The Editor looks back at the year 2012 in Polari Magazine and how it has explored the LGBT subculture. Part 5 looks at the ideas that drive Polari.
Part 5: Polari’s Credo
Polari is an online magazine about arts, culture and community. We believe that to understand the LGBT subculture – or subcultures, to be more accurate – it is important to look back to the past in order to look forward to the future, to see where we have come from in order to make sense of where we are going. The reason that we chose the name Polari – which no one in the media was using at the time we adopted it – was that it signalled just that.
This is from a press release sent out to journalists and potential writers in April 2007:
Preceding the decriminalisation of homosexuality in England & Wales (1967), Polari was a vocabulary for the initiated. As Paul Baker notes in his introduction to his Fantabulosa: A Dictionary of Polari and Gay Slang, “because being openly homosexual was dangerous, the need for a language that protected gay men, and at the same time acted as a kind of ‘gaydar’ by allowing them to recognise others, was extremely useful.”
The magazine takes its name from this vocabulary as it intends to focus on sustaining the link between the present and a common gay heritage, thus looking back whilst looking forward. The experience of gay sexuality is multi‐faceted, and complex – it is about navigating a culture from the margins; it is about what is revealed to others, and what is, at the same time, hidden; it ￼￼has therefore always had its own language in order to navigate both the mainstream and an alternative to that mainstream. In so doing it developed a subculture of its own.
It’s what we set out to do, and it is what we’ve been doing for over 4 years. And the British Library agrees: “We select and archive sites to represent aspects of UK documentary heritage and as a result, they will remain available to researchers in the future,” an email from its Web Archivist stated. Polari is now archived by the British Library as a site “of cultural importance”. That is better than any other form of recognition we could have achieved this year.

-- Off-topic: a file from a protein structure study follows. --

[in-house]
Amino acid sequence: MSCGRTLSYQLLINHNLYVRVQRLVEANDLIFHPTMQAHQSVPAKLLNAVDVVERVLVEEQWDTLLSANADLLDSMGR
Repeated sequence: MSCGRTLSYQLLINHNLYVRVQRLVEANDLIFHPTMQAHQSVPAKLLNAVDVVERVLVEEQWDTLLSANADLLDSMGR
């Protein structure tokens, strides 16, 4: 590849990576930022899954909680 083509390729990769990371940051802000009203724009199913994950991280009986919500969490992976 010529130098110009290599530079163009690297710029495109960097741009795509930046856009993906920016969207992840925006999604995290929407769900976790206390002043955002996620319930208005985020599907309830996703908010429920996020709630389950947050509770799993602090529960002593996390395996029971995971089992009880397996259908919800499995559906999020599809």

At the end of May, Polari started to publish a series of articles that looked at what has been said about LGBT people through the ages in order to map out an accessible path through queer history. The articles are framed around quotations from works that talked about same-sex desire.
The series started with a few words about the way we live now, and important quotations from 2011-2012.
The series really got underway in the piece A Queer History: First Words About Homosexuality.
The most recent Queer History article looks at the history of homosexuality in Imperial China. The series will continue in 2013.
The opinion columns written by Paul Baker have endeavoured to make sense of the social and political debates of the year. His commentary is informed, intelligent and funny.
What does it mean when straight people say, “I don’t mind as long as you don’t shove it down my throat”? What does it tell you about the person saying it.
The homophobic newspaper columnist is still with us – witness the increasingly deranged monologues of the dread Melanie Phillips – and in this article Paul Baker looks back at the history of institutionalised homophobia in newspapers.
In the wake of Stonewall’s bus campaign – Some People Are Gay, Get Over It, all over the city on the side of London buses – the Core Issues Trust started to mix up the phrase “ex-gay” with “post gay”. What was that all about?
Big Brother, not usually a subject for Polari, proved surprisingly pro-LGBT this year. And in honour of this, Paul Baker said:
The Homotopia Festival is one of the most exciting and innovative queer arts and culture programmes in Europe. Polari‘s Michael Langan talked to its Artistic Director.
There has to be more to gay subculture than the hedonism of the gay scene: that is the subject of Gay Utopia and The Quest, a life-coaching & storytelling workshop community project.
In this piece about the slang Polari – or language variant, to be more precise – the editor celebrates its history and its humour.
The Polari team, with Clayton Littlewood and David Benson, talked to the BBC World Service about Polari and what it means.
Fun Is Important!
It’s a serious enterprise being an arts, culture and community magazine, and humour is fundamentally important to that.
In the weekly WTF?! Friday pieces, Polari takes a look at 7 search terms from 7 days. It’s funny, and intriguing, and at times seriously WTF?
To celebrate the season, Polari asked David Benson to read from the Polari Bible. In the style of Kenneth Williams.
Clementine, the Living Fashion Doll, is a wonder of the modern world, and here she takes you to Christmas Island to bring in the season. Year and in and year out, Clementine is the greatest star in the Polari firmament.
Polari Magazine turned 4 on December 03, 2012. It is now operating under the Community Interest Company Polari Arts, and is committed to running projects in 2013 that will be all about understanding and conserving LGBT heritage. 2013 is going be an important year for Polari Magazine.